Well-known fund manager The Vanguard Group, Inc. owns nearly 5 million shares, which is equivalent to about 5% of the entire company, and two other funds have similar stakes. (Neuberger Berman Group, LLC., and Frontier Capital Management Company, Inc.) Insider ownership can be a key factor since it generally means insiders are aligned with shareholder interests. Institutional and fund ownership is also important, as fund managers tend to do heavy amounts of due diligence before buying stakes in a company that are equivalent to 5 to 8% of the entire company.
3. Abraxas Petroleum recently reported solid financial results with a profit of $11 million for the second quarter of 2012. Revenues came in at $15.9 million and production totaled 388.7 MBoe (4,272 Boepd), a 12% increase over Q1 2012. Oil prices are considerably higher now when compared to the lows of the second quarter. That could mean that consensus earnings estimates (shown below) are too low and poised to rise.
4. The share price is just too low: Like many oil stocks, Abraxas shares drifted lower from well over $3 in July to current levels at about $2.25 per share. Many oil stocks have made strong gains in the past couple of weeks, fueled by rapidly rising oil prices to around $100 per barrel, and Federal Reserve policies of additional stimulus which could lead to inflation and a weaker dollar. Abraxas shares have started to bounce off recent lows, and that could be a signal that the stock is ready for an even more powerful move in the near future. Furthermore, the average of analyst price targets for Abraxas shares is $5.43 per share.
5. Consider the big potential that small, neglected oil stocks offer: To more clearly see examples of how small cap oil stocks can offer huge rewards due to volatility and market inefficiencies, let's take a look at a couple stocks: Northern Oil and Gas, Inc. (NYSEMKT:NOG) shares plunged to about $2 around the height of the financial crisis in early 2009, but within a couple of years the stock traded over $30 per share. Kodiak Oil & Gas (NYSE:KOG) also were sold off to low levels around that same time period, and were trading for about a buck in early 2009, and recently went over $10 per share.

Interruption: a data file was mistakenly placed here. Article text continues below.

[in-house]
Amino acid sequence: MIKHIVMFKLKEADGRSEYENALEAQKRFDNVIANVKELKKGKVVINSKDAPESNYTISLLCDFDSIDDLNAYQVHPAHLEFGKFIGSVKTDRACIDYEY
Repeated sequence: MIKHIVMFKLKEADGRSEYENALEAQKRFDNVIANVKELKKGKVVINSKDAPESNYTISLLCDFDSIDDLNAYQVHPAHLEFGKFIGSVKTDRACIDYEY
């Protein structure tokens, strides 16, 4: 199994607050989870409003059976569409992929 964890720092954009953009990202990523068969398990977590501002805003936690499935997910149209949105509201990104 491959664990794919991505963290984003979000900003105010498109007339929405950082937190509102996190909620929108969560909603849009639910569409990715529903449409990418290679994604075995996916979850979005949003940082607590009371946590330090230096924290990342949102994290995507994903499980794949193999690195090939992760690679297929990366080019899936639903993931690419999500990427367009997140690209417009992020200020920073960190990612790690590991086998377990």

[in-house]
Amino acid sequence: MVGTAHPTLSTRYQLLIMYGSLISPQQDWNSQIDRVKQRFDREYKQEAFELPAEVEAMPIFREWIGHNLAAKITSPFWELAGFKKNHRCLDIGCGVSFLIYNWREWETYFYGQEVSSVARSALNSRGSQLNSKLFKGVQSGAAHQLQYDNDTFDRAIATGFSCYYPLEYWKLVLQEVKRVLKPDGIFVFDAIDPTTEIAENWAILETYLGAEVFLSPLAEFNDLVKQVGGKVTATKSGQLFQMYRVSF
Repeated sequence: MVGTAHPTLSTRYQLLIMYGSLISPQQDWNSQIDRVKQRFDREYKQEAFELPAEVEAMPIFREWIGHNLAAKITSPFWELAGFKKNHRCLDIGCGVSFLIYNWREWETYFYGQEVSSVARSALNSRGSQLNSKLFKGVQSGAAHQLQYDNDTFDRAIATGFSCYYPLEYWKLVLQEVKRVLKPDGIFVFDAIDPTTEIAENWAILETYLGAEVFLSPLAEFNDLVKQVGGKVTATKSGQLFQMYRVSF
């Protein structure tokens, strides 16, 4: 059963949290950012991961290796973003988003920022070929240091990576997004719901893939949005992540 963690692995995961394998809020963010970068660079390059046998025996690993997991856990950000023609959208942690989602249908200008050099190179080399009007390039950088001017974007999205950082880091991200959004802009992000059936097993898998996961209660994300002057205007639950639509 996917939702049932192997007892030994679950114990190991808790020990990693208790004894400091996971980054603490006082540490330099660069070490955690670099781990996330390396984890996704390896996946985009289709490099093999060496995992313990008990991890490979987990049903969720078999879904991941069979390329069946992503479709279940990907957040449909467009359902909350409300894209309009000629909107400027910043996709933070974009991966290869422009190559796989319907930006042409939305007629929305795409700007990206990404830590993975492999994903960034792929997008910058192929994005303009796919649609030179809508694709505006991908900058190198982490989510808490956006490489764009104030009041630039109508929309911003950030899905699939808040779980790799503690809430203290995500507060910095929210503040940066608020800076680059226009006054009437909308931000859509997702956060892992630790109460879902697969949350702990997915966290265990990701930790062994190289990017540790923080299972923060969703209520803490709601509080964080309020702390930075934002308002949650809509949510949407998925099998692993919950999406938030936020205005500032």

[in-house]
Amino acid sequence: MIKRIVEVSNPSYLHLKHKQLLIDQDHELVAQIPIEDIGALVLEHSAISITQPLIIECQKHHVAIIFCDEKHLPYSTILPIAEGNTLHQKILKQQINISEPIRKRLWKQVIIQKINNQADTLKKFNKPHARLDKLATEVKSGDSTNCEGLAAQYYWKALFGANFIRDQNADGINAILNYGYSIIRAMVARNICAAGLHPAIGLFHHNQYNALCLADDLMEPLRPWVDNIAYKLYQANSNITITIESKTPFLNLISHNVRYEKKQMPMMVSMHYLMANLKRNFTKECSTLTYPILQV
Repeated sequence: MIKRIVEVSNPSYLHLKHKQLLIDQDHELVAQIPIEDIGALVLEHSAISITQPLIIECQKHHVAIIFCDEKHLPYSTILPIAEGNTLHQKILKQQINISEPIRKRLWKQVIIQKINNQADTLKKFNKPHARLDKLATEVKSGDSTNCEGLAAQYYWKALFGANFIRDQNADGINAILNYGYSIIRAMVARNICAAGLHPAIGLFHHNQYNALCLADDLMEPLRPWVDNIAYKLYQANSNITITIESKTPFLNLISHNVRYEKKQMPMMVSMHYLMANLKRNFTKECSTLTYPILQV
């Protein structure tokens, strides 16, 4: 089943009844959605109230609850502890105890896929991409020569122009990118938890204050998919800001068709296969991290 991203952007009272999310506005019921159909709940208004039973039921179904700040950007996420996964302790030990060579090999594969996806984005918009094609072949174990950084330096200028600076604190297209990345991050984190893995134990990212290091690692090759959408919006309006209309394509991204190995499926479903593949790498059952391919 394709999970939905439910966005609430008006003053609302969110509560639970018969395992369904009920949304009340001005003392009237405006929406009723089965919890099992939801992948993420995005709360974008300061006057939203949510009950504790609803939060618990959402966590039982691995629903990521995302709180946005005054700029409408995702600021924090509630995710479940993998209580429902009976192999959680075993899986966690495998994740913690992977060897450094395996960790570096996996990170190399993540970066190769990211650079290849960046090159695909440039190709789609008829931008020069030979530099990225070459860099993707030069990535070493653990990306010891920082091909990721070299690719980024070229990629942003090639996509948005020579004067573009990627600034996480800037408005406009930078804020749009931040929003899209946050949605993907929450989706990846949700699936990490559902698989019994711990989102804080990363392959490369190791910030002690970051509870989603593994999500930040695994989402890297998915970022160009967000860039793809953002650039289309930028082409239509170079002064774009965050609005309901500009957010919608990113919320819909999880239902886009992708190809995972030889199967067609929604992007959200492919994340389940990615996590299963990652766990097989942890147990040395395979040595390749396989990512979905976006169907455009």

By contrast, the more liquid, better known large cap oil stocks like Exxon only went down to about $65 at the 2009 lows and Chevron traded at about $60. Buying the large-cap oil stocks when investors were dumping shares, led to nice profits over the past couple of years, but the returns were not life-changing by any means. Buying small cap oil stocks when investors view them to be unfavorable, can result in life-changing gains.
Northern Oil shares jumped about 15 times higher from trough to peak, and Kodiak could have been right around a ten-bagger for some investors. An investor is unlikely to ever make ten to fifteen times their money in their lifetime when investing in a large cap stock like Exxon, but those types of returns are still possible in select small cap oil stocks.
6. Consider the power of "left for dead" stocks. Another small oil stock Warren Resources (NASDAQ:WRES) which was trading around $2, when I last wrote about it in August, now trades for $3.34 per share, which is a gain of over 50%. Kodiak Oil & Gas shares have also seen a huge gain off the 52-week low of $2.43 per share, to a current $9.62 per share.
Key Data Points For Abraxas Petroleum From Yahoo Finance:
Current Share Price: $2.27
52-Week Range: $1.86 to $4.45
2012 Earnings Estimate: 3 cents per share
2013 Earnings Estimate: 18 cents per share
Key Data Points For Exxon From Yahoo Finance:
Current Share Price: $91.91
52-Week Range: $67.93 to $92.40
Dividend: $2.28 per share which yields 2.5%
2012 Earnings Estimate: $7.60 per share
2013 Earnings Estimate: $8.16 per share
Key Data Points For Chevron From Yahoo Finance:
Current Share Price: $117.14
52-Week Range: $86.68 to $118.22
Dividend: $3.60 per share which yields 3.1%
2012 Earnings Estimate: $12.91 per share
2013 Earnings Estimate: $12.49 per share
Key Data Points For Kodiak Oil & Gas From Yahoo Finance:
Current Share Price: $9.62
52-Week Range: $2.43 to $10.90
2012 Earnings Estimate: 44 cents per share
2013 Earnings Estimate: 76 cents per share
Data is sourced from Yahoo Finance. No guarantees or representations are made. Please consult a financial advisor before making investments.